In public goods games, group members share the benefits created through individual investments. If benefits are shared equally, individual contributions readily become altruistic, and hence, a social dilemma arises in which group interests and individual interests oppose each other. However, contributions to public goods can be self-serving if each investor gains a disproportionate benefit from its own contribution. This scenario may hold for our study system, the interactions of shoaling-unrelated scalefin anthias Pseudanthias squamipinnis and the ectoparasitic blenny Plagiotremus tapeinosoma. The blenny bites off pieces of skin, mucus and scales from anthias that in return may chase the blenny. Chasing the blenny represents a public good as it makes the parasite change victim species for its next attack. Laboratory experiments using artificial Plexiglas hosts suggest that one reason why individuals contribute to the public good is that the blenny may specialise on non-punishing ‘free-riders’. Here, we investigated how far a spatial structure within the shoal and limited space use by the blenny may contribute to punishment being self-serving. Field observation reveals that anthias indeed live in spatially structured groups and that blennies have preferred areas for attacks. Thus, some anthias individuals are consistently more exposed to blennies than others and hence may gain disproportional benefits from their punishment. In conclusion, spatial structure may contribute to the maintenance of punishment in blenny–anthias interactions even when groups are large.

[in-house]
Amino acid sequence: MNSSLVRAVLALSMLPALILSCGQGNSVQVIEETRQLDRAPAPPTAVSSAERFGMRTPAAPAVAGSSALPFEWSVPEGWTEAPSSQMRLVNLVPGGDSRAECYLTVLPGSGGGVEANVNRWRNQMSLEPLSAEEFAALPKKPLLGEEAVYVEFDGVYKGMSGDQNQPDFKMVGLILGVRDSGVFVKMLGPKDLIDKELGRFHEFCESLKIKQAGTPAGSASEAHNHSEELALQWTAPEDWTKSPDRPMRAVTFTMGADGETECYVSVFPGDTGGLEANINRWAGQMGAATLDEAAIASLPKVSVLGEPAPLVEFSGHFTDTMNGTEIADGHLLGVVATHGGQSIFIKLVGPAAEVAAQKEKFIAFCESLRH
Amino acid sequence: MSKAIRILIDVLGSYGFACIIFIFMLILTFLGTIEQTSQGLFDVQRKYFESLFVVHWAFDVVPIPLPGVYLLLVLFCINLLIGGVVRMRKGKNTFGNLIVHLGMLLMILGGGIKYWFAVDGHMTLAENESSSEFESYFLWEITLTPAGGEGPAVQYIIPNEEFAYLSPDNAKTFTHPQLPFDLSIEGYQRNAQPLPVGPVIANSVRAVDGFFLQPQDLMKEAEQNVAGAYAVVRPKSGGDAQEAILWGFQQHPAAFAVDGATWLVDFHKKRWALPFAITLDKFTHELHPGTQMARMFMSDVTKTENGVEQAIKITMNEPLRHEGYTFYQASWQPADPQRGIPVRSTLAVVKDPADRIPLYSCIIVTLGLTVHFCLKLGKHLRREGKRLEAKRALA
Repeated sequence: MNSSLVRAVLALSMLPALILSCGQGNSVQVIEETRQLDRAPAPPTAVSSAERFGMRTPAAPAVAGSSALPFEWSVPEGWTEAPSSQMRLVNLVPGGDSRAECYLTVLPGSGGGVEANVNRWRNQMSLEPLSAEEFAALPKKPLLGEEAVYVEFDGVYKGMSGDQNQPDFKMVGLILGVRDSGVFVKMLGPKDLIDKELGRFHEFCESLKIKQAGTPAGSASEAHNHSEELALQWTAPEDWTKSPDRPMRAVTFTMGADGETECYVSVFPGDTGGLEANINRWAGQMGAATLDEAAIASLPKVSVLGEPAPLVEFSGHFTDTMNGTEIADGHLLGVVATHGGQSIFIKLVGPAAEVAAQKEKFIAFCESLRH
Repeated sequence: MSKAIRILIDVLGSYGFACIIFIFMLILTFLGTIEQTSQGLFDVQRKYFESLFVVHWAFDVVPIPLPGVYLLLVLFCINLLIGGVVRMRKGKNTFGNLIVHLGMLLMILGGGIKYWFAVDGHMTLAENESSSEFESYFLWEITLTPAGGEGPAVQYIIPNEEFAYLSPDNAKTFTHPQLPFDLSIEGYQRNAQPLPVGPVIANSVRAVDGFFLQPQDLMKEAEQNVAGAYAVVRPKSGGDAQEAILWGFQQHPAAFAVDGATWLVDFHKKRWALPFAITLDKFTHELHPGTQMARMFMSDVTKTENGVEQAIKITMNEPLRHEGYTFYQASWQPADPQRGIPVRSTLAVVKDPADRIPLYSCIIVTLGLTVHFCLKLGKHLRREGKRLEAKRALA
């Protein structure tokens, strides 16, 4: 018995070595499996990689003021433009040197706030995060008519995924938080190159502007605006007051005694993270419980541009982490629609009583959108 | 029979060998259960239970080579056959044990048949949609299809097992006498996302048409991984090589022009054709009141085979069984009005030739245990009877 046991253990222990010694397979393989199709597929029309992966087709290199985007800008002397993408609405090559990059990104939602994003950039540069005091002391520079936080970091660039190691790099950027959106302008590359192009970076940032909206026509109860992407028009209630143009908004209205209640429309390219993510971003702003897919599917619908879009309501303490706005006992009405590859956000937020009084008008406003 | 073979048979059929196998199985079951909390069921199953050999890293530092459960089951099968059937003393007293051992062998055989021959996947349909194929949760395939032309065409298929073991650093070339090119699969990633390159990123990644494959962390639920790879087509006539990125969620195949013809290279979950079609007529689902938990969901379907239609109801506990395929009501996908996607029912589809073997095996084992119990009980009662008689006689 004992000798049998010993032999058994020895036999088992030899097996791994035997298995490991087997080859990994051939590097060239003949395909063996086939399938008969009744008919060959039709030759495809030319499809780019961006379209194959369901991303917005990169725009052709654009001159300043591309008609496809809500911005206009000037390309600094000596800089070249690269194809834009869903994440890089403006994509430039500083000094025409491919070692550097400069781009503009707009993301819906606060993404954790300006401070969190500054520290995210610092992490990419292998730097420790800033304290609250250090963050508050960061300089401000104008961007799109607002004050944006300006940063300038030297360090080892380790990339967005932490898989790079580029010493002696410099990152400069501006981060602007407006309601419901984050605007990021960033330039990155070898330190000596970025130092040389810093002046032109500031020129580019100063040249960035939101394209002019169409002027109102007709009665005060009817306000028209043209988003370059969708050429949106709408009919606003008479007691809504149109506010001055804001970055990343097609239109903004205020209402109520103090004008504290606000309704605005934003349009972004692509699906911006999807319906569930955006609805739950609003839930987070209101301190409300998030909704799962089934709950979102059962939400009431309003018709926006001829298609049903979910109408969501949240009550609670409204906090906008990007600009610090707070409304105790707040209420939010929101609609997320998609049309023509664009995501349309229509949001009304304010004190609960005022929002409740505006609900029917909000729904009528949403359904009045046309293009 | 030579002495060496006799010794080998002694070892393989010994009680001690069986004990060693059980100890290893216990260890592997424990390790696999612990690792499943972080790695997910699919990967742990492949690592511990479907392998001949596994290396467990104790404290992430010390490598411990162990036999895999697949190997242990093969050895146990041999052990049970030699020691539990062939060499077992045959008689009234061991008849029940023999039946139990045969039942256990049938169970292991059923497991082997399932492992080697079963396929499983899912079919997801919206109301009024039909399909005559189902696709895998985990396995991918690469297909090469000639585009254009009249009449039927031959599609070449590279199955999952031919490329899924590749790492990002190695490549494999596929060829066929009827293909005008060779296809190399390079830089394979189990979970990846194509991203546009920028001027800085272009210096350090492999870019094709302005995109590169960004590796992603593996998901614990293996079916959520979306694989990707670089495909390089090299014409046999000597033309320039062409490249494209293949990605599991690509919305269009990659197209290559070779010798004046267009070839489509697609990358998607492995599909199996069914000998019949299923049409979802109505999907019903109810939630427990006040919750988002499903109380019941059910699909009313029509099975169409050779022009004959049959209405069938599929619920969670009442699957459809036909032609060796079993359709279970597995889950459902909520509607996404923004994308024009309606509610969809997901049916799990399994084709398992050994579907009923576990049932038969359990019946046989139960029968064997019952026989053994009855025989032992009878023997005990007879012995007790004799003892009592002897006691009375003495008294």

Punishment and the emergence of public goods in a marine host-parasite
, Bshary, Andrea, Rahier, Martine
Cooperation in larger group is often more difficult to explain then cooperation in pairs. For humans it has been proposed that punishment plays a major role in stabilising individual contributions to group success (‘public goods’) but that claim remains contentious. The aim of this thesis was to gain understanding of a system in which both punishment and public goods may exist, and which can be studied both in nature and with an experimental setup in the laboratory. The interactions between victim reef fishes and parasitic sabre–tooth blennies that bite mucus and scales off other fishes provided a suitable study system.